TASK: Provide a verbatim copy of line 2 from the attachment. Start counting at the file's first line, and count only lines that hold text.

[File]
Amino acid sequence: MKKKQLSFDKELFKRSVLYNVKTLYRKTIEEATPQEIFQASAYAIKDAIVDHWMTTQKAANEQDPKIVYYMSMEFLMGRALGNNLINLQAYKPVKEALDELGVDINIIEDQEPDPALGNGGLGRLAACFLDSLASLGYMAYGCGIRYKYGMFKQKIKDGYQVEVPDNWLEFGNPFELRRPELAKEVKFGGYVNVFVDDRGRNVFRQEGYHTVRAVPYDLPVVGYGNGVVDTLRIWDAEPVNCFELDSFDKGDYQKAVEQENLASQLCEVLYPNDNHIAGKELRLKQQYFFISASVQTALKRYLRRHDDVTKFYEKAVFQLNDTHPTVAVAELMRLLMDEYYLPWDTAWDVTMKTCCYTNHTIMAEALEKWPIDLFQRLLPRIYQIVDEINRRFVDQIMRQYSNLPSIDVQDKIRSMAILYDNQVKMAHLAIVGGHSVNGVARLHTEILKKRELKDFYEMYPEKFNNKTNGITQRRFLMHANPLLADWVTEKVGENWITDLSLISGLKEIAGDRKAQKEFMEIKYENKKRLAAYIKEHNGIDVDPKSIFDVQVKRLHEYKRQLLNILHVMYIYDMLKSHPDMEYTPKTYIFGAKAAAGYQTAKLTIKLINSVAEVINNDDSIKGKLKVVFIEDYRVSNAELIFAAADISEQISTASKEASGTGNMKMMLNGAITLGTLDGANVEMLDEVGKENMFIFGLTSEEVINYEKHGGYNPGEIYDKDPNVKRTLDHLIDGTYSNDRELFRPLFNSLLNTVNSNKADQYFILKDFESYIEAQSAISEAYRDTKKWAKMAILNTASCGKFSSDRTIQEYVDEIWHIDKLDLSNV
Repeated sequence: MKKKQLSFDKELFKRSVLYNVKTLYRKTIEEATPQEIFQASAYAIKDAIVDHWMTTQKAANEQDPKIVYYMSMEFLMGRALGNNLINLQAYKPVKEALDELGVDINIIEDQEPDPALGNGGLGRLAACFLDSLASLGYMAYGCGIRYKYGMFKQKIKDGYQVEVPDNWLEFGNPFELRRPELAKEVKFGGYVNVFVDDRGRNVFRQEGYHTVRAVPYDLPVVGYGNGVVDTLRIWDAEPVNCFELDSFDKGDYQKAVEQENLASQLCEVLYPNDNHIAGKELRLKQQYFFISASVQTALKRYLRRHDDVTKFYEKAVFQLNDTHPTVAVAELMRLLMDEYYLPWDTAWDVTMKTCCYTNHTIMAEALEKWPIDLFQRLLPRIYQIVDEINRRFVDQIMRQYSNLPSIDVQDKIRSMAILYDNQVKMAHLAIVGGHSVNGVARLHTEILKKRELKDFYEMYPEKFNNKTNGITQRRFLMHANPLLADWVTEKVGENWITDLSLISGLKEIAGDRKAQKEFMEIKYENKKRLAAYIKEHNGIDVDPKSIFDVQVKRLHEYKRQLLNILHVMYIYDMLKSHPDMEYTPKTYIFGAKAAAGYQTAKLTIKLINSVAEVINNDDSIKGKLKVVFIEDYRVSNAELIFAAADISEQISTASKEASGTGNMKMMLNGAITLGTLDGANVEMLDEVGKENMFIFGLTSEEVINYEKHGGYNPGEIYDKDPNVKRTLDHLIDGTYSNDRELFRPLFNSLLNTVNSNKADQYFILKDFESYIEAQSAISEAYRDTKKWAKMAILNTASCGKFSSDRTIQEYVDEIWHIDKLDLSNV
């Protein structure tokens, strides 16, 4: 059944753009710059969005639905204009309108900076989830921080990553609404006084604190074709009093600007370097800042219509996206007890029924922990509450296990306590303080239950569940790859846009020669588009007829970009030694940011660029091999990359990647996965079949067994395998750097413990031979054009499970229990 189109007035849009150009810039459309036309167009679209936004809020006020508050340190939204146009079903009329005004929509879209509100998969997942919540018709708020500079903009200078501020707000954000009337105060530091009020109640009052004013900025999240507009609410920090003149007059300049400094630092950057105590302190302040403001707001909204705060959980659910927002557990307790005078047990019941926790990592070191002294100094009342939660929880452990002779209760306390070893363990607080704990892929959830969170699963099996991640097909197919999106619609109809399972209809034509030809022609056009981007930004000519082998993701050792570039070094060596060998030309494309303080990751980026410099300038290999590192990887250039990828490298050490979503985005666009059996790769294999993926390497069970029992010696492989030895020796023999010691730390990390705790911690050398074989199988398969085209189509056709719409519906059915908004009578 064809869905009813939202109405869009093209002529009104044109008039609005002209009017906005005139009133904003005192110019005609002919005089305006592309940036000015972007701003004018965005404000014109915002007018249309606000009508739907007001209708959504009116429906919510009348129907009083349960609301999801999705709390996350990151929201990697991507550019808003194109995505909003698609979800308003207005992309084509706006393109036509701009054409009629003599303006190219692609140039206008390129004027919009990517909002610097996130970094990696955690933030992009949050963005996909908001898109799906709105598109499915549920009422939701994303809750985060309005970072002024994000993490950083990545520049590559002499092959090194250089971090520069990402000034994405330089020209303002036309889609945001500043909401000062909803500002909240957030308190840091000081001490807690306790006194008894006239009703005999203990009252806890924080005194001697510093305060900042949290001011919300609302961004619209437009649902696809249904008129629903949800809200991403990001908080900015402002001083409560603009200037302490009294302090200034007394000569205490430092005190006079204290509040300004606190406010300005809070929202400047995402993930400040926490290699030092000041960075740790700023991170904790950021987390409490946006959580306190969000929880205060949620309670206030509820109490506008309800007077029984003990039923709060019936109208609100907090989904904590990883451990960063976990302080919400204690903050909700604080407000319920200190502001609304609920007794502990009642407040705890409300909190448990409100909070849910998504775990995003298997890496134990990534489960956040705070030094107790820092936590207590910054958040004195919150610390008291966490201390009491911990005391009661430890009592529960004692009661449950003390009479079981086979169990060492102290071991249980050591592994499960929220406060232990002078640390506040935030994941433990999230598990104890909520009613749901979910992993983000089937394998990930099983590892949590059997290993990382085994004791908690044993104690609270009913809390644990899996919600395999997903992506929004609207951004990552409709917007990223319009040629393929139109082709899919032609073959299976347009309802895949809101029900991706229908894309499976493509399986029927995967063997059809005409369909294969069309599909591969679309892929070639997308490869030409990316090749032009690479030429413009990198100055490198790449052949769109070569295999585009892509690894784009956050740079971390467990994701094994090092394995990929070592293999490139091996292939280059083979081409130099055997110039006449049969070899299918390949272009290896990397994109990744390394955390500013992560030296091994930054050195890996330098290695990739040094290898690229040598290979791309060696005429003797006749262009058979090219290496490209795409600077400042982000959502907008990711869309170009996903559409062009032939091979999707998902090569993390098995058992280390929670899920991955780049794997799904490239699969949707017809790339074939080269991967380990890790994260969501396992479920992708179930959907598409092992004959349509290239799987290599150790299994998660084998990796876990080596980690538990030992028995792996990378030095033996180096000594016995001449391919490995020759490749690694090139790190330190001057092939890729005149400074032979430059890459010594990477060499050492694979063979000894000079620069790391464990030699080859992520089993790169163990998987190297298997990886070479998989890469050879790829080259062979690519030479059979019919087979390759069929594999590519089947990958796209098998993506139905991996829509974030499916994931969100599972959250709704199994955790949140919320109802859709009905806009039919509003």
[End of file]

Repeated sequence: MKKKQLSFDKELFKRSVLYNVKTLYRKTIEEATPQEIFQASAYAIKDAIVDHWMTTQKAANEQDPKIVYYMSMEFLMGRALGNNLINLQAYKPVKEALDELGVDINIIEDQEPDPALGNGGLGRLAACFLDSLASLGYMAYGCGIRYKYGMFKQKIKDGYQVEVPDNWLEFGNPFELRRPELAKEVKFGGYVNVFVDDRGRNVFRQEGYHTVRAVPYDLPVVGYGNGVVDTLRIWDAEPVNCFELDSFDKGDYQKAVEQENLASQLCEVLYPNDNHIAGKELRLKQQYFFISASVQTALKRYLRRHDDVTKFYEKAVFQLNDTHPTVAVAELMRLLMDEYYLPWDTAWDVTMKTCCYTNHTIMAEALEKWPIDLFQRLLPRIYQIVDEINRRFVDQIMRQYSNLPSIDVQDKIRSMAILYDNQVKMAHLAIVGGHSVNGVARLHTEILKKRELKDFYEMYPEKFNNKTNGITQRRFLMHANPLLADWVTEKVGENWITDLSLISGLKEIAGDRKAQKEFMEIKYENKKRLAAYIKEHNGIDVDPKSIFDVQVKRLHEYKRQLLNILHVMYIYDMLKSHPDMEYTPKTYIFGAKAAAGYQTAKLTIKLINSVAEVINNDDSIKGKLKVVFIEDYRVSNAELIFAAADISEQISTASKEASGTGNMKMMLNGAITLGTLDGANVEMLDEVGKENMFIFGLTSEEVINYEKHGGYNPGEIYDKDPNVKRTLDHLIDGTYSNDRELFRPLFNSLLNTVNSNKADQYFILKDFESYIEAQSAISEAYRDTKKWAKMAILNTASCGKFSSDRTIQEYVDEIWHIDKLDLSNV